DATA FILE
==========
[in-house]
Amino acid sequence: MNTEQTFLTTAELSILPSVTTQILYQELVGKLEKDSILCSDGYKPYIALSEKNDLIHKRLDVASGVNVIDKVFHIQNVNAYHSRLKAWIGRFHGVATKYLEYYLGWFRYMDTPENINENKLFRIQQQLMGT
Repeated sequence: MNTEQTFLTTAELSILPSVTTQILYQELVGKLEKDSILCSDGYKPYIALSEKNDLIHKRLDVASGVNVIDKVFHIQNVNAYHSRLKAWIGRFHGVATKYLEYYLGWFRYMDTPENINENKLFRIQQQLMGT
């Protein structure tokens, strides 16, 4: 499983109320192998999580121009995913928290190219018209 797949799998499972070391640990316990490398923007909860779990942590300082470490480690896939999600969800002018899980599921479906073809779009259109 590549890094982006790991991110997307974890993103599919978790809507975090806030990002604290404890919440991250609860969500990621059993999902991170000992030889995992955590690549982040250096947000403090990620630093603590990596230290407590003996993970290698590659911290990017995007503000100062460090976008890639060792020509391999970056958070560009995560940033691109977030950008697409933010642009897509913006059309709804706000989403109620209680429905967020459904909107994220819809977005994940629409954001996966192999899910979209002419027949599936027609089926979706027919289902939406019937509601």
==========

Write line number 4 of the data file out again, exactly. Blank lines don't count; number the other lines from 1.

């Protein structure tokens, strides 16, 4: 499983109320192998999580121009995913928290190219018209 797949799998499972070391640990316990490398923007909860779990942590300082470490480690896939999600969800002018899980599921479906073809779009259109 590549890094982006790991991110997307974890993103599919978790809507975090806030990002604290404890919440991250609860969500990621059993999902991170000992030889995992955590690549982040250096947000403090990620630093603590990596230290407590003996993970290698590659911290990017995007503000100062460090976008890639060792020509391999970056958070560009995560940033691109977030950008697409933010642009897509913006059309709804706000989403109620209680429905967020459904909107994220819809977005994940629409954001996966192999899910979209002419027949599936027609089926979706027919289902939406019937509601």